Italian scholar and librarian, b. 20 Oct., 1633, at Florence ; d. there, 4 July, 1714. He was the son of Marco Magliabechi, burgher, and Ginevra Baldorietta. He was apprenticed to a goldsmith, and worked in this capacity till his fortieth year. His real inclination was, however, from the beginning towards study, and he was in the habit of buying books out of his small resources and reading them at night. Michele Ermini, librarian to Cardinal de' Medici, recognizing his ability, taught him Latin, Greek, and Hebrew. Magliabechi had an astonishing mernory, and thus acquired an unusually large knowledge. In 1673 he became librarian to Grand Duke Cosimo III of Tuscany, thus attaining the ambition of his life.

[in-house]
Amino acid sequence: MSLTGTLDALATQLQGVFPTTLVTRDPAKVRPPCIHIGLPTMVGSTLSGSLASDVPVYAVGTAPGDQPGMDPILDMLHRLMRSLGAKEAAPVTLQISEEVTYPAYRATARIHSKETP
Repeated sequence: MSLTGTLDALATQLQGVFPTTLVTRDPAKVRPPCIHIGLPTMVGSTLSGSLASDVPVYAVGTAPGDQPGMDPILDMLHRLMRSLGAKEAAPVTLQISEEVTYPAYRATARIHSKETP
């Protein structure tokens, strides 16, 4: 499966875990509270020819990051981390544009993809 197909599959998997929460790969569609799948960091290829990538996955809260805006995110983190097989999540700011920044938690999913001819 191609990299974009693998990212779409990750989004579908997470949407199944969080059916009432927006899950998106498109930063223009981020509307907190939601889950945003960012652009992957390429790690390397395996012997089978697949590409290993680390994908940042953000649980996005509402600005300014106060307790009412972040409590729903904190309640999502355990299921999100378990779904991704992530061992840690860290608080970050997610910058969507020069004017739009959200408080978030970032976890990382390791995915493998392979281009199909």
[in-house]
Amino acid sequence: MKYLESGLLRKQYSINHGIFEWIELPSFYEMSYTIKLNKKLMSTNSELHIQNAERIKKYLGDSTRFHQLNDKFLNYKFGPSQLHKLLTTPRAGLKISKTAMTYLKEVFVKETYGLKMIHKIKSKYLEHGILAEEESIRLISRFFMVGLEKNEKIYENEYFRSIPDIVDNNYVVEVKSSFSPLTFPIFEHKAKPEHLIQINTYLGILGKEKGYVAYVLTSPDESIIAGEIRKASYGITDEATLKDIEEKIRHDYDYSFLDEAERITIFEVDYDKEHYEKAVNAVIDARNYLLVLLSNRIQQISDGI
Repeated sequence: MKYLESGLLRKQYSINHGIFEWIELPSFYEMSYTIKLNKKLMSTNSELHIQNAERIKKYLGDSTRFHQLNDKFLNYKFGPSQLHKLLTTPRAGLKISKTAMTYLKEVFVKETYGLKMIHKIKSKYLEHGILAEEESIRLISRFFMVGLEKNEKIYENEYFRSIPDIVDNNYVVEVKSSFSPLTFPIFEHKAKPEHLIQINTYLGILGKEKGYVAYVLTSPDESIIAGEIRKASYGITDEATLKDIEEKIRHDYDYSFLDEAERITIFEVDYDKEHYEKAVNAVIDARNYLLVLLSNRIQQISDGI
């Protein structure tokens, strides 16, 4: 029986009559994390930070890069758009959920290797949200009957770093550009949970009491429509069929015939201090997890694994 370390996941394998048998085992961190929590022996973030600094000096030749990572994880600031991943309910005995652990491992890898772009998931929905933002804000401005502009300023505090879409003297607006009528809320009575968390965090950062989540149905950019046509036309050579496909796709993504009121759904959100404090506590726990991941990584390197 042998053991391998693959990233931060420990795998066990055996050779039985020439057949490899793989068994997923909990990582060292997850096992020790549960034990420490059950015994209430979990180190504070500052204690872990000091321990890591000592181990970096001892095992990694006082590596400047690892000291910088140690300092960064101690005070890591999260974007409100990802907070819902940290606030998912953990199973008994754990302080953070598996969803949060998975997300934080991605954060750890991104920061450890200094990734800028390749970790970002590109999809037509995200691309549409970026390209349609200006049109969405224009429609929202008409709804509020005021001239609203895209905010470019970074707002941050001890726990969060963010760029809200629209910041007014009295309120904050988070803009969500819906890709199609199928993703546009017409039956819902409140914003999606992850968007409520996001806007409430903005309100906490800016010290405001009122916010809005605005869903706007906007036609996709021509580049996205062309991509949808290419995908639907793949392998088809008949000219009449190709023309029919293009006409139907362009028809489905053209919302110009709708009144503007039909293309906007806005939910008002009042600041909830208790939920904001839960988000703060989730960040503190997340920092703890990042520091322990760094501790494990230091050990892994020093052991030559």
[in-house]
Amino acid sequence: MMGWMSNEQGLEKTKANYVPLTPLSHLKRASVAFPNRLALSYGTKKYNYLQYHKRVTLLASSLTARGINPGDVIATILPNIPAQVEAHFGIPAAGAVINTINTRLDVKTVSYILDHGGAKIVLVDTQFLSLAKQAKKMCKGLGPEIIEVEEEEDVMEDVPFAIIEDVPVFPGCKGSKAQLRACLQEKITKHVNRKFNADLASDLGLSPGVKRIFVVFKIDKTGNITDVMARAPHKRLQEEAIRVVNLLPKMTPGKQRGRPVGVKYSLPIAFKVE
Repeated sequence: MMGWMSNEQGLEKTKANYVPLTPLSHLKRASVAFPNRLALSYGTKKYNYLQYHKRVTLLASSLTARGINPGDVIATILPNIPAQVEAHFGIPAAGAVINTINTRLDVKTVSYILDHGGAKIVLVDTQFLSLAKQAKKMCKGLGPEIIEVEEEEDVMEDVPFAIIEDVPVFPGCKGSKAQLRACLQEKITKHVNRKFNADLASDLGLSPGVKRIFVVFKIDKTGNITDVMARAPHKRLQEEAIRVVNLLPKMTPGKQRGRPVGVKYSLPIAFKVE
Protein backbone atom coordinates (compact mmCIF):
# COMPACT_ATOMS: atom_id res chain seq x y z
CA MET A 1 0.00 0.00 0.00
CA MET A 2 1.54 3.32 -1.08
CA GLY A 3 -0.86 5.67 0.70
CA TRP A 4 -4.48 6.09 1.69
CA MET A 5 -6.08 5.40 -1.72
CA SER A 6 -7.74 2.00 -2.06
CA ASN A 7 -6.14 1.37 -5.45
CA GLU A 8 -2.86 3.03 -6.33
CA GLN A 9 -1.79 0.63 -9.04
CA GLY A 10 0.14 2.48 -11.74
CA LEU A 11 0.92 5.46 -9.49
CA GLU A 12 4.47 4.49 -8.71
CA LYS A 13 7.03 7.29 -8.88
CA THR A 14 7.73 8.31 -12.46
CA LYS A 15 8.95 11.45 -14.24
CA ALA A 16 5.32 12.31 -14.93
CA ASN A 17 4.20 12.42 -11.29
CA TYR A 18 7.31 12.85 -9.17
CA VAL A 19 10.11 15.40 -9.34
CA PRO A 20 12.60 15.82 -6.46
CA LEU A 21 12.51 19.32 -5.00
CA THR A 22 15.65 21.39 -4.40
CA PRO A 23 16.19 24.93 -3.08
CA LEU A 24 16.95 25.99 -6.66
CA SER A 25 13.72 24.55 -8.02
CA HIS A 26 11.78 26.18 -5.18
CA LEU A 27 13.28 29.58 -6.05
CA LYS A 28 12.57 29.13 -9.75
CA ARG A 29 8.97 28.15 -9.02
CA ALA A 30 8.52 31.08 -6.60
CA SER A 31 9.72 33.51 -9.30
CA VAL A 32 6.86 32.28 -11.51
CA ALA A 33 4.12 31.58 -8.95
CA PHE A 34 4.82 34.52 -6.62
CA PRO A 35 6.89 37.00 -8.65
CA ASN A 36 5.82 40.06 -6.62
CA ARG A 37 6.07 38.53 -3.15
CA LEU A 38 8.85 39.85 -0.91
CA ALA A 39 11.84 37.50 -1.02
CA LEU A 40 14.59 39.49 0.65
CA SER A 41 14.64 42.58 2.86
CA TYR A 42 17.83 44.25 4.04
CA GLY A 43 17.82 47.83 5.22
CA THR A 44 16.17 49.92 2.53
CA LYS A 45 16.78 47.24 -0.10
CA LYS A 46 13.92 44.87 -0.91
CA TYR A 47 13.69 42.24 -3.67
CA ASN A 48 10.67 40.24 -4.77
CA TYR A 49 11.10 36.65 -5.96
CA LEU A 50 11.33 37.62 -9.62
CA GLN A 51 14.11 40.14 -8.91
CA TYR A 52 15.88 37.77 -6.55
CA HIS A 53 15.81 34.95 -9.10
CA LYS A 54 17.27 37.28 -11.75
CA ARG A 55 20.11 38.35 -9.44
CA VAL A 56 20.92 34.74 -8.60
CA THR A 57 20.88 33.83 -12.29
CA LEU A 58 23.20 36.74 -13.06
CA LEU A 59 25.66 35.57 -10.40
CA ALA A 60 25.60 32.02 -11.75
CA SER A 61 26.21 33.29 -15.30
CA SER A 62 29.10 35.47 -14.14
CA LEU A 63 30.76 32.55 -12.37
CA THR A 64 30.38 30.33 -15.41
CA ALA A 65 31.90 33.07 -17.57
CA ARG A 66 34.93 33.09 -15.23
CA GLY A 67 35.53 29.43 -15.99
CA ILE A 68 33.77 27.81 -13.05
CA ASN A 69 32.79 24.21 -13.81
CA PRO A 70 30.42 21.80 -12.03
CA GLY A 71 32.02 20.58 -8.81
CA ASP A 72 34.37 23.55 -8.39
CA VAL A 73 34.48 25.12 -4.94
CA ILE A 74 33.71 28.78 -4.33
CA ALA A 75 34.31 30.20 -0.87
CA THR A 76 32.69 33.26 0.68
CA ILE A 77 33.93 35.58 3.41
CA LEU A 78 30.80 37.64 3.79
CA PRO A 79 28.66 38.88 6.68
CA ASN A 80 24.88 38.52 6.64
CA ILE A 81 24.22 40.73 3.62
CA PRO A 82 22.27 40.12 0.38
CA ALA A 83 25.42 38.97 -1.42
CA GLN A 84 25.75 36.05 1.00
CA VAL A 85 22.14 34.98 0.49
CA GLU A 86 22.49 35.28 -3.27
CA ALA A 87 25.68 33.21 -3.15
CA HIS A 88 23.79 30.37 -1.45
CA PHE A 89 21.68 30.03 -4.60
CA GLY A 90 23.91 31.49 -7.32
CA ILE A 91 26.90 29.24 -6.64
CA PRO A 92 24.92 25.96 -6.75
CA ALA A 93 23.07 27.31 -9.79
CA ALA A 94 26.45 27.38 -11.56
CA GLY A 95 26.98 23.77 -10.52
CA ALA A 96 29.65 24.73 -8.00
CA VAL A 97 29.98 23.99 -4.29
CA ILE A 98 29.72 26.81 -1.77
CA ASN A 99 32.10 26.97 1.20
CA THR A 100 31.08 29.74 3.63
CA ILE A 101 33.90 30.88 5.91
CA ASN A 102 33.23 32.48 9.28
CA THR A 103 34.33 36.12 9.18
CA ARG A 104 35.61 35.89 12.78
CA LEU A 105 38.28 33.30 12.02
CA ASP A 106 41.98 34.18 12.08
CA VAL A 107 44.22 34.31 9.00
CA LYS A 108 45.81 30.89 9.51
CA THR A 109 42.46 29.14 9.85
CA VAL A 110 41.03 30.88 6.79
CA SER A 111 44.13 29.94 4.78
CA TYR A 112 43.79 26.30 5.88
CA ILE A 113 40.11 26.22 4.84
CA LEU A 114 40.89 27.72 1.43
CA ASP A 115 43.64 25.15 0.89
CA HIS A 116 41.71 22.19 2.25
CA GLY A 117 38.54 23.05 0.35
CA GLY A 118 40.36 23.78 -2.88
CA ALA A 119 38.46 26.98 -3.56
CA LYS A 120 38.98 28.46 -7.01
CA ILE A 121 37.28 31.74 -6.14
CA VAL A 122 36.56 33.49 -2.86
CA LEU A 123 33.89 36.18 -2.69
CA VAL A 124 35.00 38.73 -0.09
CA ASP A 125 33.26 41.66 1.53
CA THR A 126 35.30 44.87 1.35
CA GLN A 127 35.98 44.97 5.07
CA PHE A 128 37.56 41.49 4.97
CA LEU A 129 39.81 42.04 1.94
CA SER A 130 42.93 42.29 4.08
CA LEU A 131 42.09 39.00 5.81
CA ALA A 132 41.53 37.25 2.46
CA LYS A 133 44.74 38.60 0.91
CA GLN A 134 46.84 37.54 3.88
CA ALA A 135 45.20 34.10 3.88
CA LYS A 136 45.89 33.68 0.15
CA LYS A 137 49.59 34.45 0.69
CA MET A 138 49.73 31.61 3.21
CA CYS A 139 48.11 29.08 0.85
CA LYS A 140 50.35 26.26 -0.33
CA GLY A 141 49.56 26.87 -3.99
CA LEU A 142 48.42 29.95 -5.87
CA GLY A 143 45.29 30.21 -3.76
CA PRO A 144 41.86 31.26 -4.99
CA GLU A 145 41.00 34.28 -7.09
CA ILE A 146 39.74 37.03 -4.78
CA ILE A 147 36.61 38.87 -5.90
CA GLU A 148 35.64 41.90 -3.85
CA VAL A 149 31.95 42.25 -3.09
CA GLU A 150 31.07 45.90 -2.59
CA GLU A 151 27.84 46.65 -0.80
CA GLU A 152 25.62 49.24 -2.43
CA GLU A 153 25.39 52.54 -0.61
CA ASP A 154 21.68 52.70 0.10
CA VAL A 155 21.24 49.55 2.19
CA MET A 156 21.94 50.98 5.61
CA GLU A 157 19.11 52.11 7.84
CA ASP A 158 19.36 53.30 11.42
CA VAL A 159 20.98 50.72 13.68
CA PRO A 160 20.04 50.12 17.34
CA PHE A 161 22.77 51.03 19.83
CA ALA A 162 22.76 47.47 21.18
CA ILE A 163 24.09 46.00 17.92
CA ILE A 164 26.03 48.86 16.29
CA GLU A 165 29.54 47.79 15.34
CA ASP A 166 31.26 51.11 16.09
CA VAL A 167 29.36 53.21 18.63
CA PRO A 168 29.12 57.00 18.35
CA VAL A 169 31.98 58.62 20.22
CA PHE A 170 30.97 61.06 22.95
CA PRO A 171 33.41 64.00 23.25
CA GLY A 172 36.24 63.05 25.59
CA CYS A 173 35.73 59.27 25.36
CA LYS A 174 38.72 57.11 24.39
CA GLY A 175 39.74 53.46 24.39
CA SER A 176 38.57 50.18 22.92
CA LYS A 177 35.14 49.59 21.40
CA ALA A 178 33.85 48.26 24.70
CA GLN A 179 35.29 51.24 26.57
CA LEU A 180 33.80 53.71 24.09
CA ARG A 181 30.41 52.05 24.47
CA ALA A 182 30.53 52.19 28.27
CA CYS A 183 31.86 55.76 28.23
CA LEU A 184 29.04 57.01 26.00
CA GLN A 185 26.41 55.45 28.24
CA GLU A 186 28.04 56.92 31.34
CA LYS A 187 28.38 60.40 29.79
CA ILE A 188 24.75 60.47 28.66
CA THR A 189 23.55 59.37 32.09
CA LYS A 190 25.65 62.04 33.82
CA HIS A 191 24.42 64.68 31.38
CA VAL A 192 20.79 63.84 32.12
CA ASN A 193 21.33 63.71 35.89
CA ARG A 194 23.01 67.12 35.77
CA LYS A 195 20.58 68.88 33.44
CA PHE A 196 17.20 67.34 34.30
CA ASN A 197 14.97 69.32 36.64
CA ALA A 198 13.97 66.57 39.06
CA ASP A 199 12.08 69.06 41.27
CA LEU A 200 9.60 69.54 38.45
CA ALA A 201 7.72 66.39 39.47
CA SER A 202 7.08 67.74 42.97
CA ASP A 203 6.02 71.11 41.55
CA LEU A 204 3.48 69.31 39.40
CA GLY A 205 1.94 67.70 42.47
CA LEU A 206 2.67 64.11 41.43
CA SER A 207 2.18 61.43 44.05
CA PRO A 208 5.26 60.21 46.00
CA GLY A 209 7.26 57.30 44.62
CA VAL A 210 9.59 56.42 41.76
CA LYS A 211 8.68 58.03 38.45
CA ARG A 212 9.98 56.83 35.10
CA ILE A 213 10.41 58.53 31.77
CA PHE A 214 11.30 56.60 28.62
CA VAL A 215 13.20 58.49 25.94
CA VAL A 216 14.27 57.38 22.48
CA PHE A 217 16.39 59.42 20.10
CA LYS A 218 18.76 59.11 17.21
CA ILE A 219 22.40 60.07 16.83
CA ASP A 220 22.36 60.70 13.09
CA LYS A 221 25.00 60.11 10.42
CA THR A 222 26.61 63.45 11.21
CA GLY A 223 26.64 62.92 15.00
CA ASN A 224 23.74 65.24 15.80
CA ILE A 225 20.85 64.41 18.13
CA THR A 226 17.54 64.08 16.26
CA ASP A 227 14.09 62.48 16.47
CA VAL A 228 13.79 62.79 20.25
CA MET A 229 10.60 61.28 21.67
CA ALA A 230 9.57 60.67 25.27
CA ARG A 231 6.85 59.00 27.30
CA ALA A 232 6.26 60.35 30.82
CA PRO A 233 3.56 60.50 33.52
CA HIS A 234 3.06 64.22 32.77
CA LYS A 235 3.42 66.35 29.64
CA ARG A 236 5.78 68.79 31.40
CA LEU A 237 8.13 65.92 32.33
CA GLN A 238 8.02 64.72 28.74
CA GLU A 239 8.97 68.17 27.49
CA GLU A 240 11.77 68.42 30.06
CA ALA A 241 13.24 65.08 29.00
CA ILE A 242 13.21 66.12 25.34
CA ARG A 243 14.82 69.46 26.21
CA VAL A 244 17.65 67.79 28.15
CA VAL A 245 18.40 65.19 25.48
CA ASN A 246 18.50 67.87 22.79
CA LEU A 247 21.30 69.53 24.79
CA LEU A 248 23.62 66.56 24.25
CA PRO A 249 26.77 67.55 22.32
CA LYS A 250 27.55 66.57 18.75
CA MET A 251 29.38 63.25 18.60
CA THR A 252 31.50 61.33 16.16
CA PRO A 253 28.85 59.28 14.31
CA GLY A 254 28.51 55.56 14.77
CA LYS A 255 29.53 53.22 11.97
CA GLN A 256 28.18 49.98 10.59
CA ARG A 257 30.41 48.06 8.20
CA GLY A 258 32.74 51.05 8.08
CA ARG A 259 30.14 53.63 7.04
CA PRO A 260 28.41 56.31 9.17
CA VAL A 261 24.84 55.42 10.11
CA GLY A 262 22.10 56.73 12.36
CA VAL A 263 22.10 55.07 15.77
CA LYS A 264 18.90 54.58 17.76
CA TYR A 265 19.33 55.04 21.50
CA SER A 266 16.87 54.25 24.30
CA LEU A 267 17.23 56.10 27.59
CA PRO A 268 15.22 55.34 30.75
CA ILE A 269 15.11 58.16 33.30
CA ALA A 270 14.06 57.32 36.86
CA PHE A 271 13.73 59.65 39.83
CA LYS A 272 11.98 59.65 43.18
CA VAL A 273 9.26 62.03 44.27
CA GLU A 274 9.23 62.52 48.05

He became the central figure of literary life in Florence, and scholars of every nation sought his acquaintance and corresponded with him. He was always ready to give a friendly answer to questions on scholarship, and was thus the unacknowledged collaborator on many works and publications. Strangers, visiting Florence, stared at him as something miraculous. He not only knew all the volumes in the library, as well as every other possible work, but could also tell the page and paragraph in which any passage occurred. In private life Magliabechi was an eccentric old bachelor, negligent, dirty, slovenly, always reeking with tobacco, engaged in study at his meals, a Diogenes in his requirements. Every room in his house, and even the corridors and stairs, were crowded with books. He died at the monastery of Sta. Maria Novella. He left his books (30,000 volumes) to the Grand Duke to be used as a public library ; his fortune went to the poor. The Magliabechiana was combined with the grand-ducal private library ( Palatina ) by King Victor Emmanuel in 1861, the two forming the Biblioteca Nazionale .
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